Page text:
Announcement Module

How To Post Images

Want to know the how to upload images to your posts? Image Posting Tutorial
See more
See less

16 Gal Stainless wet/dry vac

Page Title Module
Move Remove Collapse
Conversation Detail Module
  • Filter
  • Time
  • Show
Clear All
new posts

  • 16 Gal Stainless wet/dry vac

    I just got a new Wet/dry vac stainless and had just a quick question. When I was cleaning up some autobody sanding dust in the garage, i noticed that as my forearm came close to the hose, it had alot of static electricity, no big deal. But when I turned off the unit, my friend reached down to push the vac and it zapped him before he even came in contact. He saw the arc and I heard it from across the garage. Later I was cleaning up some more and needed to move the vac so I used my foot and it actually shocked me through my leather house shoe. Is there anything I can do to prevent this from happening? I guess if I had gotten the plastic model this would not occur. Any ideas would be helpful. It is just not much fun getting static shocked but I guess I could have some fun with it when friends come over and I am cleaning.

  • #2
    Re: 16 Gal Stainless wet/dry vac

    I have that same vac and have never gotten any kind of a shock from it. I don't have a clue as to why yours is doing that but hopefully someone will be able to explain it to you.
    Teach your kids about 30 percent of their ice cream.


    • #3
      Re: 16 Gal Stainless wet/dry vac

      It wouldn't help to have the plastic model of vac. I have one and get the same shocks. I know what you mean. Some of those are downright painful. The charge builds up from the rush of air and dirt particles passing through the plastic hose and swirling in the tank. There is a difference in potential inside and outside the rush of the moving material. Electrons build up along the way and seek a path to ground. You eventually serve as the conduit for the discharge. You can't ground an insulator so your choices are pretty limited in what to do. Increased humidity in the shop helps since the dry air contributes to the problem. What works for me is to keep one hand on the vac hose and the other hand in contact with metal equipment in my shop as I move around. This seems to cause a steady release of energy so I no longer get the large bursts of discharge.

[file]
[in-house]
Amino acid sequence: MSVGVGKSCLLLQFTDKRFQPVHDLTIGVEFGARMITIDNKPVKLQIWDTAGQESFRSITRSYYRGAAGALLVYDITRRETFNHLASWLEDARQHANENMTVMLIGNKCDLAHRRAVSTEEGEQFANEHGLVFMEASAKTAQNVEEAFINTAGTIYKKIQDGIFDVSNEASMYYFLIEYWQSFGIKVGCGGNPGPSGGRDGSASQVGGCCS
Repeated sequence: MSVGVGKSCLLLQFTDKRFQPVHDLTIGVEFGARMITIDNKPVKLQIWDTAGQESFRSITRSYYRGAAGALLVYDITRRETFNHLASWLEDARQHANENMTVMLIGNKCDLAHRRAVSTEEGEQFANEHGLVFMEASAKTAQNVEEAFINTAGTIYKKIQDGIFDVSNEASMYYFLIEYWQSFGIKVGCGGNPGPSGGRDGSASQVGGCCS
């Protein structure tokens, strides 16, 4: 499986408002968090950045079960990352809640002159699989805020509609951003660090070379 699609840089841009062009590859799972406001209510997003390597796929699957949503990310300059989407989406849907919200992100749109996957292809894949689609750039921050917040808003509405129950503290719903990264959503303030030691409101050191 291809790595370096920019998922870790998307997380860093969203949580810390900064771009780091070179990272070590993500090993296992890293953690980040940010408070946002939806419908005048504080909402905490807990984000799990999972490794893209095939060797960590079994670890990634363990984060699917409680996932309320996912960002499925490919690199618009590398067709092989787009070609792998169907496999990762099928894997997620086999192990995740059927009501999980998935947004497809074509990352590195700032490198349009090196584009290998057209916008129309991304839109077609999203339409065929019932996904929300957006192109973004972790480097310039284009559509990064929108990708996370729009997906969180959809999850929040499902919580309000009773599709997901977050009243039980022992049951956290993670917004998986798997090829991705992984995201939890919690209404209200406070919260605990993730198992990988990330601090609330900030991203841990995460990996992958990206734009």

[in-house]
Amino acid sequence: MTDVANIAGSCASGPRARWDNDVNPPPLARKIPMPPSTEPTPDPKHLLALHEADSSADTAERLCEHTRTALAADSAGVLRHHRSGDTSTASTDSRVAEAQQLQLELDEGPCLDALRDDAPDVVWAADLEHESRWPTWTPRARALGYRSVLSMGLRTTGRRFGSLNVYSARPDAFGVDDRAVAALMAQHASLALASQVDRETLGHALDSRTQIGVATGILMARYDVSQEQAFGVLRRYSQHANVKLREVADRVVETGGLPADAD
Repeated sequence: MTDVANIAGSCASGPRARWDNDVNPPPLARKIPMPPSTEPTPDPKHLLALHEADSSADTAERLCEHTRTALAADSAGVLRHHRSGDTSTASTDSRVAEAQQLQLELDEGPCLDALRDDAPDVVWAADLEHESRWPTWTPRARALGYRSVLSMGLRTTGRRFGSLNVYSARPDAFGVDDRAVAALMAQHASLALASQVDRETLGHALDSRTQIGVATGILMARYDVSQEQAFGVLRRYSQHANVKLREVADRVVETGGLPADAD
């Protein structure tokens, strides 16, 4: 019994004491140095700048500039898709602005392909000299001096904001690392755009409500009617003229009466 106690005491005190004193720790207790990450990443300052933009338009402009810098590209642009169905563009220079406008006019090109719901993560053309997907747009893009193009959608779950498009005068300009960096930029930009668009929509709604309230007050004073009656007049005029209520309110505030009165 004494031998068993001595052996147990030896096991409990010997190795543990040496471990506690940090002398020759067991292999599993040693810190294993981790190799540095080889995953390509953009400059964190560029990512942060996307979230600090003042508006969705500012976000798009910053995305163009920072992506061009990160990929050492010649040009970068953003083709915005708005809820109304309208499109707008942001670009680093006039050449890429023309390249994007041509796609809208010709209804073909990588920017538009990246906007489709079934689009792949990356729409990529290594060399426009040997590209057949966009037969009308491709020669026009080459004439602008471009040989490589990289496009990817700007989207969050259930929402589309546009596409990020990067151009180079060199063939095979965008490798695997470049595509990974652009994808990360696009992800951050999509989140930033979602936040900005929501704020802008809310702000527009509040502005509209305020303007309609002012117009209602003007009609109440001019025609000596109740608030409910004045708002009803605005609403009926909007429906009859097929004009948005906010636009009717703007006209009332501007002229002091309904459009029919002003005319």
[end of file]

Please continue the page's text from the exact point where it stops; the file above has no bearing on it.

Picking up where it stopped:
• #4
        Re: 16 Gal Stainless wet/dry vac

        same problem here


        • #5
          Re: 16 Gal Stainless wet/dry vac

          It seems to me that the wheels are keeping the vacuum canister from bleeding off the accumulated static charge to the floor. Attach a flexible metal conductor (stranded copper wire, wire braiding, etc.) to the bottom of your vac canister and leave it long enough so that it will drag against the floor. This should work if your floor is conductive enough. Should be a simple enough experiment.